COVID-19: Boris Johnson warns Britons not to travel to amber list countries on holiday

The prime minister has warned people against travelling to amber list countries on holiday or for leisure purposes, amid mixed messages from ministers on international travel.

“I think it’s very important for people to grasp what an amber list country is: it is not somewhere where you should be going on holiday, let me be very clear about that,” Boris Johnson said.

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Thousands of people have reportedly travelled to destinations on the amber list since the ban on foreign holidays was lifted, such as France, Greece, Spain and the US.

More than 150 flights are reported to have left on Monday.

The PM – who says he remains hopeful about ending all of the UK’s lockdown measures in June despite concern over the so-called Indian variant – stressed that if people do go to a country on the amber list, they “absolutely” have to do so “for some pressing family or urgent business reason”.

“Please bear in mind that you will have to self-isolate, you’ll have to take tests and do your passenger locator form and all the rest of it,” he said.

International leisure travel resumed in England on Monday as part of the government’s roadmap for easing COVID-19 restrictions.

A traffic light system is now in place, with nations given a green, amber or red list designation based on their coronavirus situation.

Countries on the green list – such as Portugal and Israel – can be visited without the need to quarantine upon arrival back in the UK. People still need to complete pre and post-departure COVID tests.

People returning from amber list destinations have to quarantine at home after coming back, as well as taking a series of COVID tests and completing a passenger locator form.

UK citizens returning from red list countries have to quarantine at a government-approved hotel for 10 days, at a cost of £1,750 for a solo traveller.

Nations on the red list include India, Turkey and Brazil.

But a health minister risked sowing confusion when he indicated in the House of Lords that people should not be going abroad full stop.

“Travelling is dangerous. That is not news to us or to the people who get on those planes in the first place,” Lord Bethell said.

“We do ask people, particularly as we go into the summer, travelling is not for this year, please stay in this country.”

Meanwhile, Welsh Secretary Simon Hart told Times Radio that people should use their “common sense” when it comes to travelling to amber list countries.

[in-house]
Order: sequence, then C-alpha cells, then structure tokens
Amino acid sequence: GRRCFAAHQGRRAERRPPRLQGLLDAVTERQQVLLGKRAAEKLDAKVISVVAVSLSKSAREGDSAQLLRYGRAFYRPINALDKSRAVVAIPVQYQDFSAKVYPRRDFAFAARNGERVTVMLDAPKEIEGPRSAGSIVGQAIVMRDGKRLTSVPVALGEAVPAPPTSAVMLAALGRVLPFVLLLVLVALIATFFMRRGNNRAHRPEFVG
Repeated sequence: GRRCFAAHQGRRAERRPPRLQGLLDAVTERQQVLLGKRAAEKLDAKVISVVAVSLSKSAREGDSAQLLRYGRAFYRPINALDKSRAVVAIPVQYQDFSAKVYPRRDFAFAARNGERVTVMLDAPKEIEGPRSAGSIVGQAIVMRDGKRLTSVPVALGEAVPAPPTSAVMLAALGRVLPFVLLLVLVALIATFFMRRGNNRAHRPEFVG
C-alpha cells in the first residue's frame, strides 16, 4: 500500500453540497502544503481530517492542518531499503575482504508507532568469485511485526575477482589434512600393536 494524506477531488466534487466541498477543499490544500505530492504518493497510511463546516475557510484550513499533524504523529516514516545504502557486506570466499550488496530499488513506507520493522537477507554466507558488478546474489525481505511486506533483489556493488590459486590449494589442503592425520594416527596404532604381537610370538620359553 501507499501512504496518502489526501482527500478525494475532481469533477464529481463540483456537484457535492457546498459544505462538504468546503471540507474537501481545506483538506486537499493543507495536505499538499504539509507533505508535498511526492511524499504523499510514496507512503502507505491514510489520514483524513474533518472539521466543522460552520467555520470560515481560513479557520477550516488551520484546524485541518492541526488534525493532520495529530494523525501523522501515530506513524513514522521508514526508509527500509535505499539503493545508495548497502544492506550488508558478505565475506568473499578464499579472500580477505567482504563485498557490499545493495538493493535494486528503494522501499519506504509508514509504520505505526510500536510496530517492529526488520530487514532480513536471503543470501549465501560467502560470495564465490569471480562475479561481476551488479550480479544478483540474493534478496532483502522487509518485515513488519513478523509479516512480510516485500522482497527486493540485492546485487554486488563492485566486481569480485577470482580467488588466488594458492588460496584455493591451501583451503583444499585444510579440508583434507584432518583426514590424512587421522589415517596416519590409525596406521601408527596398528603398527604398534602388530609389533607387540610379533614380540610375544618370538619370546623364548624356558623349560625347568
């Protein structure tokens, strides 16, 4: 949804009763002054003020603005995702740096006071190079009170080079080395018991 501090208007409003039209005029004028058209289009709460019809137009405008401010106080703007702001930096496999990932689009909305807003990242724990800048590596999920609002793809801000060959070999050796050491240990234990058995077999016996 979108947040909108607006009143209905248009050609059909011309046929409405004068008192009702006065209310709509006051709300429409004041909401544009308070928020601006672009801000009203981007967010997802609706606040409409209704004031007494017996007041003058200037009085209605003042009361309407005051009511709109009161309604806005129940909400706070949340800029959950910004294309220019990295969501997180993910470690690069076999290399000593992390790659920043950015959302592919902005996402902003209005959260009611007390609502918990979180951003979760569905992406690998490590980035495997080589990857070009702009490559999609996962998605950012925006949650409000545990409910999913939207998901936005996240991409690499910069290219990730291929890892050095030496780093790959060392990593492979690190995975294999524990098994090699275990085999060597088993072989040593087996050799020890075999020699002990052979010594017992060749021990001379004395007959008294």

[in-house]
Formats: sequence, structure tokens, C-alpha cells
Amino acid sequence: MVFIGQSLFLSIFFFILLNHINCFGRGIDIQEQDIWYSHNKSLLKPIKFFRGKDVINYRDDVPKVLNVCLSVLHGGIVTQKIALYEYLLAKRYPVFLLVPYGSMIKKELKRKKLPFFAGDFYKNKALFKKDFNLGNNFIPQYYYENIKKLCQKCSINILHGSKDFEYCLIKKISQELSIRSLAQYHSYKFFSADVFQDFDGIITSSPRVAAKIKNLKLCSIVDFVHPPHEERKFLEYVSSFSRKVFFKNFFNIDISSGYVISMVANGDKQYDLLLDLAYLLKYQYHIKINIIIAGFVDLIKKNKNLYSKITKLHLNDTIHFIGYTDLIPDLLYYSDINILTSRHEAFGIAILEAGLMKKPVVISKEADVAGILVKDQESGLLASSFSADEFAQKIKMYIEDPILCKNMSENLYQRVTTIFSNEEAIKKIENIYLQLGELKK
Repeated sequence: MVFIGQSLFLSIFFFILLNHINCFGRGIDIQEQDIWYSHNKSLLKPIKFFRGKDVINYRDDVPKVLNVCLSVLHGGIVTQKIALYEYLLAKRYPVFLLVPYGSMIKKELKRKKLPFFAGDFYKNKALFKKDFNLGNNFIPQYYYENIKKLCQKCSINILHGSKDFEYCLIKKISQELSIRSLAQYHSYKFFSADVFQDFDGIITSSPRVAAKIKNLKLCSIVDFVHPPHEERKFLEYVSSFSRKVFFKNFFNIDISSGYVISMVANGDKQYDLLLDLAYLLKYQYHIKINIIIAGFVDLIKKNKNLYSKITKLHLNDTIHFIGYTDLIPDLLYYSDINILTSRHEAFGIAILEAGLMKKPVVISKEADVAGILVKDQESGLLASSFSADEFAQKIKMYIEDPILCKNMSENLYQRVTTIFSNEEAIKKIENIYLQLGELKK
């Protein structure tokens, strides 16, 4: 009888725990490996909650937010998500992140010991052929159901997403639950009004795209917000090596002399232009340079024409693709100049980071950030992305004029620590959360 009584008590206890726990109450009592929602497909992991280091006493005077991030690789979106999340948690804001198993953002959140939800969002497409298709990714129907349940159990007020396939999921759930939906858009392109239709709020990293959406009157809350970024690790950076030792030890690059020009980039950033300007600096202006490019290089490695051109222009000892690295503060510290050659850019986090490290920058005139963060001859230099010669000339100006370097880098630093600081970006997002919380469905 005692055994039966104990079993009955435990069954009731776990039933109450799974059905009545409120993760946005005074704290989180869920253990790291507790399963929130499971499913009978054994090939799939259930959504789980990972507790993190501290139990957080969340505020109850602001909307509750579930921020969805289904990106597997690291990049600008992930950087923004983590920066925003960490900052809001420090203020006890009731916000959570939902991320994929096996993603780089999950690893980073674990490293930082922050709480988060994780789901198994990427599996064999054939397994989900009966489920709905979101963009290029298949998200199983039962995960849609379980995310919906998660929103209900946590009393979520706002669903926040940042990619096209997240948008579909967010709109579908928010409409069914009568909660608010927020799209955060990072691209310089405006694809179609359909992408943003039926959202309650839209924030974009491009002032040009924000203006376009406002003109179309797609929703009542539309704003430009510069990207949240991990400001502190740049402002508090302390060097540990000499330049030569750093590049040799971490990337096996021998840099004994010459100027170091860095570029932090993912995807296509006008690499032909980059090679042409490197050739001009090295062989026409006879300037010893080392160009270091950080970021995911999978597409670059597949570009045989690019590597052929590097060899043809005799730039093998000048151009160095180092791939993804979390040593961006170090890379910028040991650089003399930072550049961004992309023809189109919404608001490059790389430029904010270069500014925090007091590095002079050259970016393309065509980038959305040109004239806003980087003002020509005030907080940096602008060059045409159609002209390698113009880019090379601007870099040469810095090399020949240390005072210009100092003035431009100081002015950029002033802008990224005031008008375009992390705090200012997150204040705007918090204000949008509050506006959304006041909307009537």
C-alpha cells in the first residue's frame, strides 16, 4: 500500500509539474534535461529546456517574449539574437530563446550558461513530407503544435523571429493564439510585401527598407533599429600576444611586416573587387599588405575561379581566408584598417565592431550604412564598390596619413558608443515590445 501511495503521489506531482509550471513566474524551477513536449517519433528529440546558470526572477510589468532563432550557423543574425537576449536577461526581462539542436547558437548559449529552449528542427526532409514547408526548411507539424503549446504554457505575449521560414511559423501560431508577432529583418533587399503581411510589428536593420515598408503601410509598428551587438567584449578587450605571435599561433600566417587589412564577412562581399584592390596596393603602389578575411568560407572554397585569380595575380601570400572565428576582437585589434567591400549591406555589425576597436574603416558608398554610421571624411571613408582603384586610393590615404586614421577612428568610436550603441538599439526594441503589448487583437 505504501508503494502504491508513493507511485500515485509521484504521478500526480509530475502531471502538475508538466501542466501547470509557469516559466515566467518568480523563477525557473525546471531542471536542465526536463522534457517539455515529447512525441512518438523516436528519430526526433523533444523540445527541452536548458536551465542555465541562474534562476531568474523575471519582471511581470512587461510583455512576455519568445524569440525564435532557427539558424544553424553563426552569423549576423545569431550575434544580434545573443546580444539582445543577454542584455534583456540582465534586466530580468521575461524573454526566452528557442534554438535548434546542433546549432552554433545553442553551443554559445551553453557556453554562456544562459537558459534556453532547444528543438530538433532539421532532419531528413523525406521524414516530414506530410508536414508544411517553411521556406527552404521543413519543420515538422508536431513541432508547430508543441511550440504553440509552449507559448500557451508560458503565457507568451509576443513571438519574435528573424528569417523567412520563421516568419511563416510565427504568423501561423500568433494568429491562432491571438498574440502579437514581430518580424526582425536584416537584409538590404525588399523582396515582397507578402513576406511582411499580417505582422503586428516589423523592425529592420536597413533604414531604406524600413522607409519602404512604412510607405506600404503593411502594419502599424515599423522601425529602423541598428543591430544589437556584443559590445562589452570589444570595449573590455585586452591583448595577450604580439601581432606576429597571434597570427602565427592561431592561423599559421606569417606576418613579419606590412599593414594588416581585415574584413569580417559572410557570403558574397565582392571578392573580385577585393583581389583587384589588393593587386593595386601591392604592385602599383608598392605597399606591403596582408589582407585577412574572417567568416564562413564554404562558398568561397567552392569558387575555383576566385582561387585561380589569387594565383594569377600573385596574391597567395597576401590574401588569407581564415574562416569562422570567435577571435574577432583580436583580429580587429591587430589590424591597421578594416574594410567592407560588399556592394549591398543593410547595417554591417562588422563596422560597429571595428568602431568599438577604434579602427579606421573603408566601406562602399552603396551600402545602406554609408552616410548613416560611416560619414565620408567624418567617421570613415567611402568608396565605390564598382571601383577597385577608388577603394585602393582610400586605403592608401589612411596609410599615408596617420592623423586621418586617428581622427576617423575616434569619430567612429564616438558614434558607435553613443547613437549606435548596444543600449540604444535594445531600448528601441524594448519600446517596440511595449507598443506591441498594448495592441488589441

He said people should only go to amber list countries “if it is essential” and that “some people might think a holiday is essential”.

The PM’s line on travel to amber list countries was echoed by his spokesman, who was speaking at a regular briefing for journalists.

“The position remains that people should not travel to amber list countries and that is to protect public health,” he said.

“There are some limited reasons why it might be acceptable to travel – for work purposes, protecting essential services or compassionate reasons such as a funeral or care of a family member – but otherwise people should not be travelling to these countries.”

When asked why the government dropped £5,000 fines for people found to be going on holiday to amber list countries on Monday, the spokesman said the country was moving to a different stage of the epidemic, one in which people should take personal responsibility for their actions.

“We are working with the travel industry and others on this. All of us have a personal responsibility to protect one another as we cautiously reopen international travel,” the spokesman said.

“That is why it is important when proceeding to go on something like a holiday people stick to the green list.

“We are moving to a situation where the public can take responsibility for their actions. I think it is important to stress that by and large that is what we are seeing.

“Obviously we will keep this under review, we are keeping a careful eye on this and we will take further action if necessary.”

It comes after a minister suggested people could travel to amber list countries to visit family and friends.

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